The last thing I’ll do is be afraid to go to a music festival

Samanth Fish and her band play the Bogalusa Blues & Heritage Festival on Saturday.
Samanth Fish and her band play the Bogalusa Blues & Heritage Festival on Saturday.

For our 30th wedding anniversary, I had the bright idea of surprising my wife with a trip. A trip to the top of Mulberry Mountain in northwest Arkansas for Waukarusa, three days of severe thunderstorms, tornado warnings, ankle deep mud, spotty restrooms and showers — and music.

So, we were hooked.

Since then we’ve been to festivals as big as Shaky Knees in the heart of Atlanta to as small as this past weekend’s Bogalusa Blues and Heritage Festival. To as rural as Wanee on the banks of the Suwannee River in North Florida to as urban as the Beale Street Music Festival in Memphis.

There were probably a couple thousand people in Bogalusa on Saturday evening to see Samantha Fish and the North Mississippi All Stars.

I didn’t see a single weapon outside those carried by law enforcement officers. There often are inconvenient security checks, but I’ve never felt threatened at any of these shows.

Now an outdoor venue crammed with thousands of strangers probably sounds like an awful place for an introvert, but, after arguing with myself about my sanity all the way up to the gate, once inside, I always find the scene soothing.

Jake Owen, who’ll be at Harrah’s Great Lawn in a few weeks and who was backstage at the Route 91 Harvest Fest in Lost Wages during Sunday’s carnage, explained it from an artist’s point of view to radio personality Bobby Bones:

“We as artists, it’s our obligation. We put on a show so people can have fun and forget about some of the day-to- day life things,” Owen said, as he described seeing kids sitting on their parents’ shoulders during the concert. He said that, going forward, the artists and fans will “not be scared of these cowards that do this … we will prevail, that’s what we do as Americans.”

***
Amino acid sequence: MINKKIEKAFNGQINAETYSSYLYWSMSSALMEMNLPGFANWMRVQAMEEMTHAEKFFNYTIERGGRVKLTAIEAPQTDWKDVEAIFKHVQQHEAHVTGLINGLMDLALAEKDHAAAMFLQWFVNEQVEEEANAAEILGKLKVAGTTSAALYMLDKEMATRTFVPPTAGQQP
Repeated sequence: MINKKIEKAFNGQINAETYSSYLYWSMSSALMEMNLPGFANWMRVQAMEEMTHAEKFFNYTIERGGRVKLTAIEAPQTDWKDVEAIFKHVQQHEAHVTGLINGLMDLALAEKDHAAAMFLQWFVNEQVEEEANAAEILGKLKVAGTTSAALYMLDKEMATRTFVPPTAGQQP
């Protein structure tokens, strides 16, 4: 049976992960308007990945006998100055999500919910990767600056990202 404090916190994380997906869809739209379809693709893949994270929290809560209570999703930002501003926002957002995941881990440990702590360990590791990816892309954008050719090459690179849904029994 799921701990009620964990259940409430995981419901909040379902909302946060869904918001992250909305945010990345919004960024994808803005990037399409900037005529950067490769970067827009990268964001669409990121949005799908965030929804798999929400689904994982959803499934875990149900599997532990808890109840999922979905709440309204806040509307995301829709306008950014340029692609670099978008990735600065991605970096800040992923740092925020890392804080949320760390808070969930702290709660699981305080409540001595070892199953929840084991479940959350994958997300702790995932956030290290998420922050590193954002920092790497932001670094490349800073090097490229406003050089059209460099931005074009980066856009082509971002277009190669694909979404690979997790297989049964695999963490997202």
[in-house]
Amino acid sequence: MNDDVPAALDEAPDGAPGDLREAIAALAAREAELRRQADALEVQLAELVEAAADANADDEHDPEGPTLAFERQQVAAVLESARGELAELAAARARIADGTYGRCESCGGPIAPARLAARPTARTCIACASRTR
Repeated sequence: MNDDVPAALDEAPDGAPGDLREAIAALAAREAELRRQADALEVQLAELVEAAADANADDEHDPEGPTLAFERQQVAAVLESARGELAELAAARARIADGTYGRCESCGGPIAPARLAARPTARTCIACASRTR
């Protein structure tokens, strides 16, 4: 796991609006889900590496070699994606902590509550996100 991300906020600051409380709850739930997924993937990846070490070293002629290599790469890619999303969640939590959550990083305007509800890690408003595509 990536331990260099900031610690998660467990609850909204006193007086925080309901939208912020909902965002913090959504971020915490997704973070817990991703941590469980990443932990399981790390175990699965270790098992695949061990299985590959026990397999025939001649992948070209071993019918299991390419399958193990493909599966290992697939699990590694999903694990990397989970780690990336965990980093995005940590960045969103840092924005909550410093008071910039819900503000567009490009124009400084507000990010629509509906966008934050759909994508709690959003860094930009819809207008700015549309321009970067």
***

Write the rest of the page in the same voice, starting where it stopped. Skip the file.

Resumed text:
I went to my first big music festival in 1972 at Bosse Field, a minor league baseball park in Evansville, Indiana. My mom gave me this advice on my way out the door: “Don’t do anything you’ll regret the rest of your life.”

I thought about that a lot that day. But the possibility that someone might be lurking high above the crowd with a rapid fire rifle? That thought never entered my mind.

Now, I’m afraid, that thought will be with me every time we go to a festival.

I’m sure old age or sanity will one day catch up with me and I’ll argue myself back into the recliner whenever I get the urge to mingle with thousands of strangers who have only music as their common bond. But it won’t be because I know there might be a killer out there.

I think most sensible people will agree that something is out of kilter when a man hell-bent on death and destruction can get a cache of weapons and ammunition up to the 32nd floor of a Vegas hotel. But I don’t expect our politicians to suddenly develop enough spine to do anything about it.

Maybe one day Pam and I will end up as a target at one of these horrific shooting galleries. I’m more worried about the fools I see running red lights almost every day. Worried that one day I’ll forget to pause a beat and look both ways before taking off on a green light.

And I’ll go into these venues with my eyes wide open. If the shooting starts, I’ll already know which way we’re heading.

My heart goes out to those families who lost loved ones and friends at the hands of this latest killer.

But, as Jake Owen said, I won’t be scared off. The terrorists won’t beat me.

Paul Hampton: 228-284-7296, @JPaulHampton